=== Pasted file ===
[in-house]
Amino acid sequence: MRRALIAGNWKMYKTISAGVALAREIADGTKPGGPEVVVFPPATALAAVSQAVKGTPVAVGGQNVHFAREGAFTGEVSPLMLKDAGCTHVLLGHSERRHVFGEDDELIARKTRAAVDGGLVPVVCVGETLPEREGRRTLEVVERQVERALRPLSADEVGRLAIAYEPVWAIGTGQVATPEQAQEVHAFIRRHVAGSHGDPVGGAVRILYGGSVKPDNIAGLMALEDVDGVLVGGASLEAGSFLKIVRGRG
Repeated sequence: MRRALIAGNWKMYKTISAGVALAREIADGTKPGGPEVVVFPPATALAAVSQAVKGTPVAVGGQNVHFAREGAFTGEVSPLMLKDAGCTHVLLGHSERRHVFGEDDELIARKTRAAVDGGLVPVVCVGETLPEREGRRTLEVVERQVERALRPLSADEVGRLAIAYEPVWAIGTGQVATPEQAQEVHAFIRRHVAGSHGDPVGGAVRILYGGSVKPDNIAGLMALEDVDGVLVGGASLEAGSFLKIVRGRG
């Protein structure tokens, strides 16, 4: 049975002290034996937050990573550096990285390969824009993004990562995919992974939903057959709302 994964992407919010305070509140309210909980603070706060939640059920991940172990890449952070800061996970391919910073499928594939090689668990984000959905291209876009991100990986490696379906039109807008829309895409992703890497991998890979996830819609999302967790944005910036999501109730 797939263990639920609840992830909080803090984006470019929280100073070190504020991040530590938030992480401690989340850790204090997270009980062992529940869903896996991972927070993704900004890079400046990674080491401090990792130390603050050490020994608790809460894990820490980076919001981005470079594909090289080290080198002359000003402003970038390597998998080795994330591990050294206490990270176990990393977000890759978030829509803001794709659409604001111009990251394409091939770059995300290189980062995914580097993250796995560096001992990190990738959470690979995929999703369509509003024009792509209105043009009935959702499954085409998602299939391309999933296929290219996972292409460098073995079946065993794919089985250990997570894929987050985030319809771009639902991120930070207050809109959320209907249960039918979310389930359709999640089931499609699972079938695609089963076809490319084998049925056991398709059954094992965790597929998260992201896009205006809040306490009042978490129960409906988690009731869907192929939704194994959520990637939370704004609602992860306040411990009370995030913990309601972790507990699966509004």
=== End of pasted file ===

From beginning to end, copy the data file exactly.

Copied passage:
[in-house]
Amino acid sequence: MRRALIAGNWKMYKTISAGVALAREIADGTKPGGPEVVVFPPATALAAVSQAVKGTPVAVGGQNVHFAREGAFTGEVSPLMLKDAGCTHVLLGHSERRHVFGEDDELIARKTRAAVDGGLVPVVCVGETLPEREGRRTLEVVERQVERALRPLSADEVGRLAIAYEPVWAIGTGQVATPEQAQEVHAFIRRHVAGSHGDPVGGAVRILYGGSVKPDNIAGLMALEDVDGVLVGGASLEAGSFLKIVRGRG
Repeated sequence: MRRALIAGNWKMYKTISAGVALAREIADGTKPGGPEVVVFPPATALAAVSQAVKGTPVAVGGQNVHFAREGAFTGEVSPLMLKDAGCTHVLLGHSERRHVFGEDDELIARKTRAAVDGGLVPVVCVGETLPEREGRRTLEVVERQVERALRPLSADEVGRLAIAYEPVWAIGTGQVATPEQAQEVHAFIRRHVAGSHGDPVGGAVRILYGGSVKPDNIAGLMALEDVDGVLVGGASLEAGSFLKIVRGRG
């Protein structure tokens, strides 16, 4: 049975002290034996937050990573550096990285390969824009993004990562995919992974939903057959709302 994964992407919010305070509140309210909980603070706060939640059920991940172990890449952070800061996970391919910073499928594939090689668990984000959905291209876009991100990986490696379906039109807008829309895409992703890497991998890979996830819609999302967790944005910036999501109730 797939263990639920609840992830909080803090984006470019929280100073070190504020991040530590938030992480401690989340850790204090997270009980062992529940869903896996991972927070993704900004890079400046990674080491401090990792130390603050050490020994608790809460894990820490980076919001981005470079594909090289080290080198002359000003402003970038390597998998080795994330591990050294206490990270176990990393977000890759978030829509803001794709659409604001111009990251394409091939770059995300290189980062995914580097993250796995560096001992990190990738959470690979995929999703369509509003024009792509209105043009009935959702499954085409998602299939391309999933296929290219996972292409460098073995079946065993794919089985250990997570894929987050985030319809771009639902991120930070207050809109959320209907249960039918979310389930359709999640089931499609699972079938695609089963076809490319084998049925056991398709059954094992965790597929998260992201896009205006809040306490009042978490129960409906988690009731869907192929939704194994959520990637939370704004609602992860306040411990009370995030913990309601972790507990699966509004």